Sleeping duration also varies significantly. For example, each day, brown bats sleep 20 hours, while plant-eating animals sleep two to three hours.

Although duration and behavior varies, the function of sleep to aid in metabolism, development, and brain health is shared by distant species. This commonality in purpose, even though it manifests itself in vastly different ways, suggests a common origin for sleep early in evolution.

For example, when cockroaches (the first invertebrates observed to sleep) are forced to continue moving during their regular sleeping time, they become even less mobile, showing that they are protecting their sleep behavior; scientists term this behavior “sleep homeostasis’’. Similar behavior has been seen in honey bees, fruit flies, and even round worms.

With all that’s known about the purpose and practice of sleep, even today, new discoveries are achieved, and new questions surface.

In recent years, a growing body of research has shown that disrupting sleep-wake cycles and eating outside of the “normal” schedule (i.e., skipping breakfast, eating a late dinner, and snacking in the wee hours of the morning) disrupts the body’s natural circadian (24-hour) rhythm, the cycle that tells us when to sleep, wake up, and eat, and affects hormone levels and other functions. Research by Penn experts in Sleep and Psychiatry, is underway to help us understand the mechanisms that explain these effects in different populations of patients.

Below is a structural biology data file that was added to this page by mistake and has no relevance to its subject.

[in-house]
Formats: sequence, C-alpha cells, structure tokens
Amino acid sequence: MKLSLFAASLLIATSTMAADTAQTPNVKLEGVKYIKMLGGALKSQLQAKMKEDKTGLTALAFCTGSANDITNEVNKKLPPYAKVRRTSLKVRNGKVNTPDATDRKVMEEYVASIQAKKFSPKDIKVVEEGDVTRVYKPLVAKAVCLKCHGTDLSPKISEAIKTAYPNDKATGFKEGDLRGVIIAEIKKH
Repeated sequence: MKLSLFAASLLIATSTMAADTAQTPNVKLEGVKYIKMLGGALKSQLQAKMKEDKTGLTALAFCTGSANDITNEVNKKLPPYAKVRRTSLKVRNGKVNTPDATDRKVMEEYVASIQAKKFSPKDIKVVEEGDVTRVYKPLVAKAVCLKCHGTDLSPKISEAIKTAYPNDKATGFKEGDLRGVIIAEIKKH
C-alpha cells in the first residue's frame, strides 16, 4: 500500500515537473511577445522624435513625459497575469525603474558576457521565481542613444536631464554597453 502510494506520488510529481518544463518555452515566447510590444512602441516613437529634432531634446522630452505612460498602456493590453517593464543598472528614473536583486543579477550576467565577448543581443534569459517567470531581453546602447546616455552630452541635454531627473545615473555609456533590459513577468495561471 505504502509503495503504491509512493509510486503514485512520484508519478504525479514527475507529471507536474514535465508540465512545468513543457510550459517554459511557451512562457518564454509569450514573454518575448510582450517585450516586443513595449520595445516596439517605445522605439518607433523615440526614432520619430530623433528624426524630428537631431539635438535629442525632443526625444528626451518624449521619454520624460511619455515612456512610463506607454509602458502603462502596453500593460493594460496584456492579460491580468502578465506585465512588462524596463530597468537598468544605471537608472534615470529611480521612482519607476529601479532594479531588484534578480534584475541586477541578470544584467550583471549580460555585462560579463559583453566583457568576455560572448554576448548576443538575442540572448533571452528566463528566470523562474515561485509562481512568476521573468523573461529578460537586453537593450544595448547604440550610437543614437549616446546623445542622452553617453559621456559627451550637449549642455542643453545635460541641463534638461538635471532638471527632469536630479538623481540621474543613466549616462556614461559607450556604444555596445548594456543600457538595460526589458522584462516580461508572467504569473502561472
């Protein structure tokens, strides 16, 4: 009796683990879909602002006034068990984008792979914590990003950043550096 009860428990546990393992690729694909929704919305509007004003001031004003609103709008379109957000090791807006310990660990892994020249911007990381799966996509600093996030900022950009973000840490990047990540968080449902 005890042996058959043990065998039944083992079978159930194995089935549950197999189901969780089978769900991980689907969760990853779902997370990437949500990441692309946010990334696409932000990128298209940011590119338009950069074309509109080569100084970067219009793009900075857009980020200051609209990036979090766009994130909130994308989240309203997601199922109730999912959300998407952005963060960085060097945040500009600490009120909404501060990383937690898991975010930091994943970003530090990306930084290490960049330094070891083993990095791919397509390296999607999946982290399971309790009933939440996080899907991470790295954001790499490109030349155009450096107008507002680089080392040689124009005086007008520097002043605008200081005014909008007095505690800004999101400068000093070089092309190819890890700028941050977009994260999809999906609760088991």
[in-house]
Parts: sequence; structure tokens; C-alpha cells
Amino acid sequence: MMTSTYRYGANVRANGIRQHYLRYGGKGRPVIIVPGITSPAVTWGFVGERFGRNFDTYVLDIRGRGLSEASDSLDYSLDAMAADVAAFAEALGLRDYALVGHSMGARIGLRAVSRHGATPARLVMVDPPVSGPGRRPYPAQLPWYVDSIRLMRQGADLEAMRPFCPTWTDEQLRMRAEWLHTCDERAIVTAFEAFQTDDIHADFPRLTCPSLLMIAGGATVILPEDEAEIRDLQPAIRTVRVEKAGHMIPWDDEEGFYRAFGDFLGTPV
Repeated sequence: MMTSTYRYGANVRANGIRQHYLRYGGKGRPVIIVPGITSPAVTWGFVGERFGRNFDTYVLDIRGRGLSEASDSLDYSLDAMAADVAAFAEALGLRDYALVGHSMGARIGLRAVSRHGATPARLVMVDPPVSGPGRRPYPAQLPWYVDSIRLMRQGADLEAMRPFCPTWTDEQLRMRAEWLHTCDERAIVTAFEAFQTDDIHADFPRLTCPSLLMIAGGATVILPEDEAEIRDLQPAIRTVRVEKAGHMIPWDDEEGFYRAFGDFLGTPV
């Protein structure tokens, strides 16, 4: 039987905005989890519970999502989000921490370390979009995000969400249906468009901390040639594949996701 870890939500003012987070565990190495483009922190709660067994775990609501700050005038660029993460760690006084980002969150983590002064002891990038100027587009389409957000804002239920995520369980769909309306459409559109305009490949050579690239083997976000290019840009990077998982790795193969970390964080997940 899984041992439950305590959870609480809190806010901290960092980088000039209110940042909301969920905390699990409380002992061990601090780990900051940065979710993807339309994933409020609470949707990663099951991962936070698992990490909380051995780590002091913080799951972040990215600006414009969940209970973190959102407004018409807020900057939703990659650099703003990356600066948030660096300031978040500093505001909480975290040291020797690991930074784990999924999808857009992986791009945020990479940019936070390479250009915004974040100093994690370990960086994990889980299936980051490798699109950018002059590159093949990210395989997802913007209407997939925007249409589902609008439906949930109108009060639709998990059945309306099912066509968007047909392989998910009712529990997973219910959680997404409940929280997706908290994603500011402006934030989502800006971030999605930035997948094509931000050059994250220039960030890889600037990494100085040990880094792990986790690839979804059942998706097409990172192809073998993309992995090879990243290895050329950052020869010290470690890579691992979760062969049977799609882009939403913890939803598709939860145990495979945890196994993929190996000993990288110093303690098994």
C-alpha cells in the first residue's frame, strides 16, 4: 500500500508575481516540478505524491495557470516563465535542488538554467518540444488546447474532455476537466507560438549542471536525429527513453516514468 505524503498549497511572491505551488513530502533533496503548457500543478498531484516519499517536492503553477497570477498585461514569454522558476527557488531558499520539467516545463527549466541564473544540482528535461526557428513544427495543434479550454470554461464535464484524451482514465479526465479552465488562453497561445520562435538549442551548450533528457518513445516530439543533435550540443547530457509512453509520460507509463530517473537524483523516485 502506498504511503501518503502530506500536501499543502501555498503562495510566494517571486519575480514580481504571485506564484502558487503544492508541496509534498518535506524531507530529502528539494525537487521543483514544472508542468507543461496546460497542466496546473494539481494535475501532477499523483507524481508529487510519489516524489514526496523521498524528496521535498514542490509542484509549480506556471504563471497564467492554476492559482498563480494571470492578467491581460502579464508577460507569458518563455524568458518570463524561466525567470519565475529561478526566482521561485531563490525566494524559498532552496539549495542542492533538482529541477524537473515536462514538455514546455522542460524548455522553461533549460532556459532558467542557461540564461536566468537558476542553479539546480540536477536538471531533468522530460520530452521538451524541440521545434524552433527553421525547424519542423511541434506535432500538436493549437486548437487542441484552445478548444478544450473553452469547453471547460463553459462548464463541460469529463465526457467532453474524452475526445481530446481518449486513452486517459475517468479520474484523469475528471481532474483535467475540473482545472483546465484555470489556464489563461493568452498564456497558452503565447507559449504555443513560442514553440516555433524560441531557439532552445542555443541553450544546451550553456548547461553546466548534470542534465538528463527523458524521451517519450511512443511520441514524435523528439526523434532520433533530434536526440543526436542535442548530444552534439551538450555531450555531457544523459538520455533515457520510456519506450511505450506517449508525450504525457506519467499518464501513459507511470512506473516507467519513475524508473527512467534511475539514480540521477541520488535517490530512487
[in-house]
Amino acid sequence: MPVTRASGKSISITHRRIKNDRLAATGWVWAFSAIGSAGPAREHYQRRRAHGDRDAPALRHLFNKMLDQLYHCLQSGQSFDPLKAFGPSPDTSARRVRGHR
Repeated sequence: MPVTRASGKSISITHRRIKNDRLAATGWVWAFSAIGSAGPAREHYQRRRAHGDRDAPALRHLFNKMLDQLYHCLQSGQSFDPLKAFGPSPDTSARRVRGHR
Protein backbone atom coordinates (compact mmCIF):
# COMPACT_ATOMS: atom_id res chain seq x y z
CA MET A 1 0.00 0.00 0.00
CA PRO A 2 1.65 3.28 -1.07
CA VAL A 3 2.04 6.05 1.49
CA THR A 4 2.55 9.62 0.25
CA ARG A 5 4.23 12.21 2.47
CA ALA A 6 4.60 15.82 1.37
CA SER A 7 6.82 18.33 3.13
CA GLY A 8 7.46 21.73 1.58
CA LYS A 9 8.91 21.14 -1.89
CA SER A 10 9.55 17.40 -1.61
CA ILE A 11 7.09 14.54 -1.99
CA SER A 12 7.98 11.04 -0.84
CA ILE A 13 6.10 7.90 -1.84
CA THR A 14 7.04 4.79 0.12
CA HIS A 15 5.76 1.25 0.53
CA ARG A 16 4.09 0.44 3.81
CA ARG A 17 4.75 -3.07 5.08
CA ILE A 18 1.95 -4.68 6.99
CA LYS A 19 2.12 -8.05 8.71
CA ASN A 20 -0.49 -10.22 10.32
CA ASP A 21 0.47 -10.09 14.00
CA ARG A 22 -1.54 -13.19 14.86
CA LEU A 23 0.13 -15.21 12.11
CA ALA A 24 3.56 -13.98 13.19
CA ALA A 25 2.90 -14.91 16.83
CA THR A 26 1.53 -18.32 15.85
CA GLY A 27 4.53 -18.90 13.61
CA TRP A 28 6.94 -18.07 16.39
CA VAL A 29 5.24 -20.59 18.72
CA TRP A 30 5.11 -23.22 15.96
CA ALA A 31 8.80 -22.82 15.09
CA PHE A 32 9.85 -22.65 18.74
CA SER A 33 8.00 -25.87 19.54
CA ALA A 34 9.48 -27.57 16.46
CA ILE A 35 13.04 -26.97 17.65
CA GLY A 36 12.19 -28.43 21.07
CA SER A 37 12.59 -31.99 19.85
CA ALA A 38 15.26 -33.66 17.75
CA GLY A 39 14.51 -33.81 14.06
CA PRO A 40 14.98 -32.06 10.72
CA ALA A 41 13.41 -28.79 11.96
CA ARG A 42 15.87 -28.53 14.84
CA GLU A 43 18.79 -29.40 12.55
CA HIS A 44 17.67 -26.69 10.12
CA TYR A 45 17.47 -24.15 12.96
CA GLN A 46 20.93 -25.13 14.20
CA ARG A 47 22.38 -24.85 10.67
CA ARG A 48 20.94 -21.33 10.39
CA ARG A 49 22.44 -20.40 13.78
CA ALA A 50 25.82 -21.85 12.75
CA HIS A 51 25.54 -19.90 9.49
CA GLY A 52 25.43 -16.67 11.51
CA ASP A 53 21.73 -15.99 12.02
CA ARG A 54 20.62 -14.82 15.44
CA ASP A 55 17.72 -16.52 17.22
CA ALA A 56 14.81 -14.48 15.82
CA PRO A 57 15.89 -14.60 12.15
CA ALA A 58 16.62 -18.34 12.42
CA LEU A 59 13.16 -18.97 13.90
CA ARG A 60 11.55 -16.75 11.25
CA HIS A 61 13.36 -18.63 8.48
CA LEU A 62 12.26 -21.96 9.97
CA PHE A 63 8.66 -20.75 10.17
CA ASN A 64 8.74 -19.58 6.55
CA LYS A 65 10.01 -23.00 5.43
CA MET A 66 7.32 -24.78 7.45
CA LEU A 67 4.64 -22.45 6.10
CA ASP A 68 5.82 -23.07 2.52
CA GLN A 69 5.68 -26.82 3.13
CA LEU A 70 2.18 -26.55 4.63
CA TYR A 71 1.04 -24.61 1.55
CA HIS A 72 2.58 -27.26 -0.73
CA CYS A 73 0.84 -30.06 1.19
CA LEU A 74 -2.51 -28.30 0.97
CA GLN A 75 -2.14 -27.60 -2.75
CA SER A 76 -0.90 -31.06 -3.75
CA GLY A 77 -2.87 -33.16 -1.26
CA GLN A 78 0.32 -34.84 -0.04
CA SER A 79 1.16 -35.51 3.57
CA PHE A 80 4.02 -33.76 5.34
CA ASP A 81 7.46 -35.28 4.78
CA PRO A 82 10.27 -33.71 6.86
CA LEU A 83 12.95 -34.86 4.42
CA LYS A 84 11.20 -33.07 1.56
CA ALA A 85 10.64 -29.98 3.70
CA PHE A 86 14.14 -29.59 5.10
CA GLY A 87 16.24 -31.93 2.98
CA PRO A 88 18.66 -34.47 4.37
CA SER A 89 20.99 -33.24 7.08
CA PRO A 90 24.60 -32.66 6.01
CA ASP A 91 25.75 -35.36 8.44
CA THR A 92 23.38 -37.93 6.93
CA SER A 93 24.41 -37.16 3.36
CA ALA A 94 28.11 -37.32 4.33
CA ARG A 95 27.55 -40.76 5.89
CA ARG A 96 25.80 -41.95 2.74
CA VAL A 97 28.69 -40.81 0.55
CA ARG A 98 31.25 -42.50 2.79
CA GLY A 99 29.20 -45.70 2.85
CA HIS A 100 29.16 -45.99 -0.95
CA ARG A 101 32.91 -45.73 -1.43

Just this week, Penn team led by Dr. Amita Sehgal published research in Science describing the discovery of a gene called nemuri, which increases sleep drive in fruit flies. The same gene is also active when the body is fighting infection and works to kill sickness-causing microbes. Now, those researchers are looking into how this gene drives both sleep and immunity.

Studies have shown that sleep flushes out beta-amyloid toxins in brain that are linked to Alzheimer’s disease. In an AlzForum article, Sigrid C. Veasey, MD, a professor of Sleep Medicine, said that levels of tau – a protein implicated in Alzheimer’s -- appear to vary more broadly among sleep-deprived individuals compared to those sleeping normally. The findings, she said, suggest that some individuals may be more at risk of this negative effect.

Looking at sleep during the evolution of other species is expected to continue yield new opportunities to advance our understanding about why living organisms sleep.

The moral of the (bedtime) story?

Although we may not quite know exactly why just yet, sleep is important across all animal species, and at all ages. Good night.


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Views expressed are those of the author or other attributed individual and do not necessarily represent the official opinion of the related Department(s), University of Pennsylvania Health System (Penn Medicine), or the University of Pennsylvania, unless explicitly stated with the authority to do so.